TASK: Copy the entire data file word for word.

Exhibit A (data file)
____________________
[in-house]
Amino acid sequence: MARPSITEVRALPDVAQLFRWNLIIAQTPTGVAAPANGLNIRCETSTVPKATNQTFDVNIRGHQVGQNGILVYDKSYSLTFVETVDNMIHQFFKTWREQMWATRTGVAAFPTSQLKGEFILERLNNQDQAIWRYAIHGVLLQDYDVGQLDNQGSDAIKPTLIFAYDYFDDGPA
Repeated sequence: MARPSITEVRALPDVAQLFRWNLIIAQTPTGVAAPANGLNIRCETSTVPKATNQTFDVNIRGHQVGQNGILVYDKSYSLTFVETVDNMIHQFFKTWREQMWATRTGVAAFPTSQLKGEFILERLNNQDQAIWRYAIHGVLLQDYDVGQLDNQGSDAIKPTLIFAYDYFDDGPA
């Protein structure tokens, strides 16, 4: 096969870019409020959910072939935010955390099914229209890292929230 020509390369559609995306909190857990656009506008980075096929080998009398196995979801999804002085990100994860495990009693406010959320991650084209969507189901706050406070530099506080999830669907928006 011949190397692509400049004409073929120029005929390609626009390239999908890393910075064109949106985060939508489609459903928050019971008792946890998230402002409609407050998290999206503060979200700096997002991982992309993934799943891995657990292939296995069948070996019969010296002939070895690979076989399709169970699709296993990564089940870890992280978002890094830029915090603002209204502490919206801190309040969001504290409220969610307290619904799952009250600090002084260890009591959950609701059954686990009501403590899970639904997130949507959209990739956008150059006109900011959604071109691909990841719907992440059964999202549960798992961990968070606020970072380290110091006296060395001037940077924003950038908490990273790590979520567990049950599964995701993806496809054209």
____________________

[in-house]
Amino acid sequence: MARPSITEVRALPDVAQLFRWNLIIAQTPTGVAAPANGLNIRCETSTVPKATNQTFDVNIRGHQVGQNGILVYDKSYSLTFVETVDNMIHQFFKTWREQMWATRTGVAAFPTSQLKGEFILERLNNQDQAIWRYAIHGVLLQDYDVGQLDNQGSDAIKPTLIFAYDYFDDGPA
Repeated sequence: MARPSITEVRALPDVAQLFRWNLIIAQTPTGVAAPANGLNIRCETSTVPKATNQTFDVNIRGHQVGQNGILVYDKSYSLTFVETVDNMIHQFFKTWREQMWATRTGVAAFPTSQLKGEFILERLNNQDQAIWRYAIHGVLLQDYDVGQLDNQGSDAIKPTLIFAYDYFDDGPA
């Protein structure tokens, strides 16, 4: 096969870019409020959910072939935010955390099914229209890292929230 020509390369559609995306909190857990656009506008980075096929080998009398196995979801999804002085990100994860495990009693406010959320991650084209969507189901706050406070530099506080999830669907928006 011949190397692509400049004409073929120029005929390609626009390239999908890393910075064109949106985060939508489609459903928050019971008792946890998230402002409609407050998290999206503060979200700096997002991982992309993934799943891995657990292939296995069948070996019969010296002939070895690979076989399709169970699709296993990564089940870890992280978002890094830029915090603002209204502490919206801190309040969001504290409220969610307290619904799952009250600090002084260890009591959950609701059954686990009501403590899970639904997130949507959209990739956008150059006109900011959604071109691909990841719907992440059964999202549960798992961990968070606020970072380290110091006296060395001037940077924003950038908490990273790590979520567990049950599964995701993806496809054209």